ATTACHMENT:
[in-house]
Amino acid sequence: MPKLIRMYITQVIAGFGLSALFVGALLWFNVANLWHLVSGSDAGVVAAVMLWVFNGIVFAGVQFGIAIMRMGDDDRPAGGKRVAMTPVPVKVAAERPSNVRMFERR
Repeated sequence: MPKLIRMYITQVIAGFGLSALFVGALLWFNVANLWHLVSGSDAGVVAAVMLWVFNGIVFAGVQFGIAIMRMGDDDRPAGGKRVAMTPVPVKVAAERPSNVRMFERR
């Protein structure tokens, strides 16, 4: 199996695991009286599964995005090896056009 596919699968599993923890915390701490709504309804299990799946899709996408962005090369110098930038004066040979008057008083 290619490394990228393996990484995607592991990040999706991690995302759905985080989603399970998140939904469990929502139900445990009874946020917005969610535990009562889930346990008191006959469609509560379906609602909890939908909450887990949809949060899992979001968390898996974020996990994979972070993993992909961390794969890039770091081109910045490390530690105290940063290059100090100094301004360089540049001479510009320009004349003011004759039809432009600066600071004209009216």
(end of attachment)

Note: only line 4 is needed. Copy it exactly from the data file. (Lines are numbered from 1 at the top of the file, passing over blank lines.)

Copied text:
């Protein structure tokens, strides 16, 4: 199996695991009286599964995005090896056009 596919699968599993923890915390701490709504309804299990799946899709996408962005090369110098930038004066040979008057008083 290619490394990228393996990484995607592991990040999706991690995302759905985080989603399970998140939904469990929502139900445990009874946020917005969610535990009562889930346990008191006959469609509560379906609602909890939908909450887990949809949060899992979001968390898996974020996990994979972070993993992909961390794969890039770091081109910045490390530690105290940063290059100090100094301004360089540049001479510009320009004349003011004759039809432009600066600071004209009216």